The rains and rough weather returned on Sunday, however I think most of us have our sea legs now!

Sunset on Saturday

Tuesday, 27 January 2015

Expeditions of Discovery find the secrets of the shelf seas

Shelf Sea Biogeochemistry and the recent pelagic cruise (DY018) were featured in an article 'The secrets of the shelf seas – one of Earth’s most important ecosystems' by The Observer newspaper. 

The sea off our coasts teems with microscopic life that breaks down the carbon dioxide we pump into the air. Now a series of expeditions aims to find out more.

Colony of salps floating under the RRS Discovery during DY018. Underwater photography courtesy of Claire Ostle (University of East Anglia).

Saturday, 29 November 2014

Glorious mud

Ocean research cruise blog of Jonathan Sharples


We reached the northern-most station by about 7 pm last night. There was great excitement watching the data from the CTD as it was lowered through the water. If any site was going to have reached the fully mixed winter state by now, it was going to be this one. About a dozen of the scientists were crowded around the CTD computer in the main lab, willing the temperature of the water to stay the same as the CTD went lower. But there was a collective groan as a thermocline appeared at 66 metres below the surface. It’s a bit disappointing that we are not going to be out here to see that final transition to the winter mixed water, but I’m pleased that I appear to have generated so much enthusiasm for shelf sea physics amongst the crowd of biogeochemists on board.

box corer

Matthew Bone, from the University of East Anglia, is interested in the muddy seabed at this site. We collected 4 cores from the seabed using a large “box corer”. This is a large steel cylinder that is lowered down onto the seabed, and then pushed into the seabed by the large weights above it. When it is pulled out, a core of the seabed mud is held within the cylinder and brought on board. Matt has been working on measuring how the mud releases nutrients back into the water. This muddy area of seabed, in an area called the Celtic Deep, is an important fishing ground for a scampi that lives on, and burrows into, the mud. At one point last night the radar was showing 12 fishing vessels around us, within a distance of about 10 miles. One of the cores caught a scampi. It seems happy enough in the lab, busily shifting mud around the top of the core and tending a burrow. The plan is to release it later today when we pass over another area where we have in the past seen scampi on the seabed.

original post 


Friday, 21 November 2014

21 November, 2014 09:05

Ocean research cruise blog of Jonathan Sharples


We arrived at the central Celtic Sea mooring site yesterday at 0930. Recovering the moorings was delayed a couple of hours while we waited for the wind to drop a little, but we began pulling them out of the sea shortly after lunch.

We have a fairly complex array of instruments on the moorings out here. There’s a weather buoy, provided to our project by the UK Met Office, plus a Cefas Smartbuoy that samples the surface biology and chemistry. The Met Office buoy doesn’t need servicing – they are designed to stay at sea sending back weather information for about 2 years. The Cefas buoy is looked after by Cefas scientists also working on this project. That leaves 3 other components that we need to service. The first mooring is a vertical line of acoustic current meters, anchored to the seabed and stretched upward by large buoys. These current meters are being used to measure turbulence in the sea, which allows us to calculate the supplies of nutrients towards the sea surface and how carbon is being mixed downward.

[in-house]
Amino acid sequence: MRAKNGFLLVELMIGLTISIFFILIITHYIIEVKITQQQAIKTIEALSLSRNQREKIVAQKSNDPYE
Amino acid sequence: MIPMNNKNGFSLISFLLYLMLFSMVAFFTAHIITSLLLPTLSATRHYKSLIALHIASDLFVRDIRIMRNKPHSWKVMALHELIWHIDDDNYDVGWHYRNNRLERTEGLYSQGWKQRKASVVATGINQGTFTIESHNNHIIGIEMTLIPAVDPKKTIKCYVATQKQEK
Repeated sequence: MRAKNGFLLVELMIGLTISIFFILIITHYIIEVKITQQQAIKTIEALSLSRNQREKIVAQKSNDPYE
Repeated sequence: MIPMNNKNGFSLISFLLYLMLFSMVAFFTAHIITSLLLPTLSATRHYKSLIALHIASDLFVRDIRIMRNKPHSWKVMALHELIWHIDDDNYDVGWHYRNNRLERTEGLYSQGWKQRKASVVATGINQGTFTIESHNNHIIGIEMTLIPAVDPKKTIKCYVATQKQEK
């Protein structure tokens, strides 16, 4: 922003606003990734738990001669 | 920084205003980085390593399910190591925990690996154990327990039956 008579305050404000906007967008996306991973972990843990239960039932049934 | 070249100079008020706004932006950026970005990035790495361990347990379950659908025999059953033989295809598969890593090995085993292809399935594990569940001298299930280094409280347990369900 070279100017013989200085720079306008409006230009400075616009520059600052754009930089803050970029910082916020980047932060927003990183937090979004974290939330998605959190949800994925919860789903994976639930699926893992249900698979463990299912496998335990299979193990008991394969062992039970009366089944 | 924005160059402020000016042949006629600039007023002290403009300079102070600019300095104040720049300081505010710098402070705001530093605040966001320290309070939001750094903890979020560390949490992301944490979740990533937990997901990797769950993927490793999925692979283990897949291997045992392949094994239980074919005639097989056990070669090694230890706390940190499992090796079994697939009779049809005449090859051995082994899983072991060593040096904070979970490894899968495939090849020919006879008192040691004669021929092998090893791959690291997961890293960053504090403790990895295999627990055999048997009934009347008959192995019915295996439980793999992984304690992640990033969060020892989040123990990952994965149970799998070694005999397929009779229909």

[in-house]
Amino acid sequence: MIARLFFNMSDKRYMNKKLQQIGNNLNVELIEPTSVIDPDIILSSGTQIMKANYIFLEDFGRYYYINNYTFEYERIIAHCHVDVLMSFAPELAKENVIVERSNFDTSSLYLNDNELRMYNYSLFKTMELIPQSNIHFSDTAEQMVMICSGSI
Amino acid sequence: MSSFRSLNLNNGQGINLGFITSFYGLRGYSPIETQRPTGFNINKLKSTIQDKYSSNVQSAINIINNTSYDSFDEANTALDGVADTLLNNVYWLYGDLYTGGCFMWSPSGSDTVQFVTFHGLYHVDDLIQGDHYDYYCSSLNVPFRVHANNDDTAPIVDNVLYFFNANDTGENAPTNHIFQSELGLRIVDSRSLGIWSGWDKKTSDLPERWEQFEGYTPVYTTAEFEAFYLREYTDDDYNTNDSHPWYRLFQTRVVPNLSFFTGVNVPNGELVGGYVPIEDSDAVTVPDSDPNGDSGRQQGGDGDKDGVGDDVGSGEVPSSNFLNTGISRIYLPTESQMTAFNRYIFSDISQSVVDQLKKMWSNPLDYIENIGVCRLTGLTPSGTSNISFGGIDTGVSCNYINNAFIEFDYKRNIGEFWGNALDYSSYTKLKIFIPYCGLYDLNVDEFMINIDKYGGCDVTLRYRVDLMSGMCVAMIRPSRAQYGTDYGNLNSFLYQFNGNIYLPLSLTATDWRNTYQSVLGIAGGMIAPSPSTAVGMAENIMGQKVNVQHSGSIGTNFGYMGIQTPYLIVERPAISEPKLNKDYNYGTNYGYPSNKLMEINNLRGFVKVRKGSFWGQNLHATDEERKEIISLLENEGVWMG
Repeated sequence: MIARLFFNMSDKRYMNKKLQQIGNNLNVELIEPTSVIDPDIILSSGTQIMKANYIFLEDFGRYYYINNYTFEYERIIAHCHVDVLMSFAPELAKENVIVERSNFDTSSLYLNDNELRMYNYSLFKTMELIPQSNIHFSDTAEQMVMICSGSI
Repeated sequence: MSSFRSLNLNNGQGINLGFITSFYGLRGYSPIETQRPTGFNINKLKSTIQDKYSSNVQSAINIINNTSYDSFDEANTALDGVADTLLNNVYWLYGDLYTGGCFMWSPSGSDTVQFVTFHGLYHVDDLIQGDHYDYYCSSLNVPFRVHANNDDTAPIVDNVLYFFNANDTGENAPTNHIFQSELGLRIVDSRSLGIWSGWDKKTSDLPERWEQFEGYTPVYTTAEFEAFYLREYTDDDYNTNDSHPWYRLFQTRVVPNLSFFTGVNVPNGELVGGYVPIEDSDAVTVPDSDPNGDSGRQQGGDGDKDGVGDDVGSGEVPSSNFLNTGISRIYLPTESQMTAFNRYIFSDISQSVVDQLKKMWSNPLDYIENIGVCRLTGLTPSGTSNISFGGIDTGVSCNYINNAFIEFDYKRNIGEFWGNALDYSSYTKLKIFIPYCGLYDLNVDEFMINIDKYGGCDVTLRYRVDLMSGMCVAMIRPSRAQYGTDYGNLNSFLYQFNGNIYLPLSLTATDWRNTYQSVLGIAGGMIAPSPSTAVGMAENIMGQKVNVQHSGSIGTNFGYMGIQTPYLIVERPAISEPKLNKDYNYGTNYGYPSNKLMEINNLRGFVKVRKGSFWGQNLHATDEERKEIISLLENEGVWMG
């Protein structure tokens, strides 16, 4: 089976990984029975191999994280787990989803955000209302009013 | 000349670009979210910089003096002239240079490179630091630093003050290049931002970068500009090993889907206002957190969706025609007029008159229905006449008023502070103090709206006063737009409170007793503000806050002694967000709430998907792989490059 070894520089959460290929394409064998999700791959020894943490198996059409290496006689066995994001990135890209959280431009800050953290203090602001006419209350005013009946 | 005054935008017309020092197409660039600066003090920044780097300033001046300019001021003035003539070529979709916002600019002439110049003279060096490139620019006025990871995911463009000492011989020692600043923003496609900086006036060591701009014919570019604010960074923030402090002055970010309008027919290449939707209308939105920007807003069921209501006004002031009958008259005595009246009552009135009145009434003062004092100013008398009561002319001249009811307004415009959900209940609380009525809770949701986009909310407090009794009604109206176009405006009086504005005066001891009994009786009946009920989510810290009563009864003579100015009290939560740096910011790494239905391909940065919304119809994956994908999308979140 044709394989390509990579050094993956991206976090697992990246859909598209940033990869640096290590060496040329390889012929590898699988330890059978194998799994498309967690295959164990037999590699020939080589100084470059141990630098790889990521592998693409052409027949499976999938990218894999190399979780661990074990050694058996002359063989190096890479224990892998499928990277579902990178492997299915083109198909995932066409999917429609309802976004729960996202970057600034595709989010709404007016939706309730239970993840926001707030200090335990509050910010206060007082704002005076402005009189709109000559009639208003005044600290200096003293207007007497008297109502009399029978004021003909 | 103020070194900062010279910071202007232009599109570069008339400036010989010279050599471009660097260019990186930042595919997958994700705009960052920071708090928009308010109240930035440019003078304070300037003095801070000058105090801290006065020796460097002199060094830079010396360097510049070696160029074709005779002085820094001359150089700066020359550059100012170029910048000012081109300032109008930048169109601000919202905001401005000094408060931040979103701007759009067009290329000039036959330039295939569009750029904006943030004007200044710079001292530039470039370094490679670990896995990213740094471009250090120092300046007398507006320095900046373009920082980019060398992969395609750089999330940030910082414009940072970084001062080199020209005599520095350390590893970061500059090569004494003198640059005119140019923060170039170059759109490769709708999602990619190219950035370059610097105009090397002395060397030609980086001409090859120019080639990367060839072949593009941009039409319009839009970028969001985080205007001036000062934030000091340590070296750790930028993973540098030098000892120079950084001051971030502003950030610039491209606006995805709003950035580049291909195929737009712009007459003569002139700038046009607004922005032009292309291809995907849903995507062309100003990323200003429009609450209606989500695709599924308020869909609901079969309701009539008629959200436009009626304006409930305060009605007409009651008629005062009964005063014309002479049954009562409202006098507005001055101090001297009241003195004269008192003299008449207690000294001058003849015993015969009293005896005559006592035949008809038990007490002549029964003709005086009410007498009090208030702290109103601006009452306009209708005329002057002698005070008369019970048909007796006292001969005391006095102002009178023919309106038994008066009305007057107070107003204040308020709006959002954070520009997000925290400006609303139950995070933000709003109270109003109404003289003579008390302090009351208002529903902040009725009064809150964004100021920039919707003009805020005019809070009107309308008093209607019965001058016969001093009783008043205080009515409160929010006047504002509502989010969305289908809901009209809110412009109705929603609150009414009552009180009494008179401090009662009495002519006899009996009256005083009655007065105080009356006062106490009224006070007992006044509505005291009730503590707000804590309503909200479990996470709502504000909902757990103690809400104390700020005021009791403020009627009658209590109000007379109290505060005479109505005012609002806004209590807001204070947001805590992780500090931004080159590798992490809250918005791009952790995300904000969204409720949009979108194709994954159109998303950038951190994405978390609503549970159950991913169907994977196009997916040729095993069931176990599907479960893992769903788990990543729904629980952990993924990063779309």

curretn meter buoy recovery
The second mooring is a relatively simple steel frame containing two acoustic current meters; this frame sits on the seabed, with the current meters looking upward and every 5 minutes measuring the flow of water in a series of 4 metre thick layers throughout the entire depth. Finally, the most complex of the moorings is a line holding about 25 temperature and salt loggers, anchored to the seabed and stretched up towards the sea surface by several buoys. These loggers, sampling every 1 minute, show us how stratified the water is, where in the water the thermocline is, and also if there are any waves running along the thermocline. All 3 moorings came up OK, though the string of loggers popped up about 1 km away from where we expected it to appear, requiring a bit of nifty ship manoeuvring by the captain to grab the mooring before it drifted onto the Cefas buoy. Once everything was on board, the National Marine Facilities engineers, along with Jo Hopkins and Chris Balfour from the Oceanography Centre in Liverpool, downloaded data, re-batteried instruments, and got the new mooring wires wrapped onto the winches ready for deployment.

Original post 
bedframe recovery

Tuesday, 18 November 2014

Shelf edge station begins

Ocean research cruise blog of Jonathan Sharples


Work at the shelf edge has started well. One big difference between the work here and the work that we did at the first station on the cruise is that we have no moored instruments here. The shelf edge is the most heavily fished part of the seas around NW Europe, so long-term deployments of moored instruments tend to be unsuccessful as the chance of moorings being snagged by fishing gear is very high. For the duration of our work at this site we instead hang a chain of instruments from the ship. Jo Hopkins and Chris Balfour, from the National Oceanography Centre in Liverpool, spent the previous day setting up about 40 temperature, salt and chlorophyll loggers so that their clocks were all synchronised and they all take measurements at the same rate (once per minute). The instruments were then clamped every 2.5 metres on a 200 metre wire lowered over the stern, with a 300 kg ball of lead on the end of the wire keeping it vertical in the water.

Jo with chain instruments

We are using this chain of instruments to track a particular feature of the shelf edge. As the tide moves onto and off the shelf, the steep slope in the seabed causes the tide to push the thermocline up (tide flowing onto the shelf) and down (tide flowing off the shelf). This up and down motion generates waves on the thermocline that move away from the shelf edge, both onto the shelf and away into the deep ocean. These underwater waves can be very large, 100 metres from peak to trough and 15 km long. They are important because they result in a lot of mixing at the shelf edge, bringing nutrients from the deeper water up towards the surface. Our chain of instruments will track this up and down motion of the thermocline wave, so we have a picture of how rapidly the physics of the water below us is changing as we collect all of the biological and chemical samples
Original post 

t-chain deployment